On the middle shelf, I put my horizontal books on the left so I'm starting to build an every-other rhythm to keep the shelf from feeling unbalanced. With this layout, your eye can travel between the middle and bottom shelves in a zig-zag, not just a straight line. Good design should be a treat for your eyes and let them wander and linger. You still want to control the narrative, though, and rhythm is one of the tricks you can use to help steer visitor's eyes around a space or area. This shelf was at eye level for me, so I put a few faves in - still grouped roughly by color, but also with a little bit of subject curation.


We're a big baseball family, so we always have baseballs lying around our house. I was also gifted this gorgeous trifle bowl for our wedding many years ago. Needless to say, in a house with 3 young boys, making trifles hasn't been a top priority. But, instead of collecting dust in a cupboard, why not use it to display something we love. I think the stitching, wear and tear, and shape of a baseball is beautiful and I always have. They also remind me of my grandpa and uncle who were big ball players and had amazing baseball stories. So, since forever I've had a bowl of baseballs in arms reach on a bookshelf. My kids pull them down for a toss in the yard - sometimes they return, sometimes they don't but the fluid nature of it makes me happy. Somehow enough always return to the bowl.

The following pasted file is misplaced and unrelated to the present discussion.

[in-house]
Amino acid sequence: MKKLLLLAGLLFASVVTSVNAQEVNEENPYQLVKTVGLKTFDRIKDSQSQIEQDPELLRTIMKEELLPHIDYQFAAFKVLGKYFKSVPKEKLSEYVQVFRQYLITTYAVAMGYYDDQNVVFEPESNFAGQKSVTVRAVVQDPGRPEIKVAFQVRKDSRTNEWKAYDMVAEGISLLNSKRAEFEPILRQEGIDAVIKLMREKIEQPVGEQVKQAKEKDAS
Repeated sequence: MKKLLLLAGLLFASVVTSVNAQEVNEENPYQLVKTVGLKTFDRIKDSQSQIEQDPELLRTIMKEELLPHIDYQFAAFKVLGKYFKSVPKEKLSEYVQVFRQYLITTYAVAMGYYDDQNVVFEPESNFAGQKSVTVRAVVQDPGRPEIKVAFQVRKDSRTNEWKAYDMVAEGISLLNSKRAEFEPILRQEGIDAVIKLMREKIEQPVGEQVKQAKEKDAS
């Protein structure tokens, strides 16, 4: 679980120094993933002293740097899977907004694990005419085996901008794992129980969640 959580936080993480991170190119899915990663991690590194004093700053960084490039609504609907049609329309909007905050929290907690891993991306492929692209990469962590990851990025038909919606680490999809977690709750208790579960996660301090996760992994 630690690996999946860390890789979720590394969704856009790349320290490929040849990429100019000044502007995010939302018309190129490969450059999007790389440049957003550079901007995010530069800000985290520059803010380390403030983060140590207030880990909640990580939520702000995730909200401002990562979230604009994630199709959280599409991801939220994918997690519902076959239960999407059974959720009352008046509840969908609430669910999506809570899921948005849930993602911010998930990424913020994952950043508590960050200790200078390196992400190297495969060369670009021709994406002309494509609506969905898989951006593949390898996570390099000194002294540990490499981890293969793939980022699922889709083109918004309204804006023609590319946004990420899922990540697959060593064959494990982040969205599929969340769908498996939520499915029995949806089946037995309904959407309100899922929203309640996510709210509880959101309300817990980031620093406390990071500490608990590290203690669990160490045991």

Did you count how many groups we have here? Yep, three! You're getting good at this, friends! So - color, rhythm, threes, scale and volume! The big reference books are nice and weighty with a pop of color, and the clear glass lets your eyes rest and breathe a little in the space.


Upper shelf:

I will tell you a funny story about this one. This is a picture of my two oldest sons, and John must have only been a month or so old. What you see in this picture is NOT reality. There were zero pictures where both kids were looking in even remotely the same direction. So our kind photographer, seeing recently post-partum me starting to lose it, promised she'd get it! So she photoshopped the baby's head from another picture onto this one. I laugh every time I see it, not because the photoshop work isn't excellent (it is!) but because it so captures a time in the life of a young family.


This was the shelf that was tall and narrow. So I started with a tall and narrow item (the picture). I used the picture strips to mount it to the shelf so it doesn't get toppled accidentally, then layered in these two little fat Buddhas that came home in my suitcase with me from Beijing when I lived there on a study-abroad in college. Here, I'm using repetition - two boys, two buddhas, and also (get ready for it!) threes.


1 picture + 2 Buddhas = 3 things!


I played with this a bit and decided I preferred the picture off center, and also tried other objects (plants, something taller) but landed here and I think it's a quiet moment after the two more functional shelves below.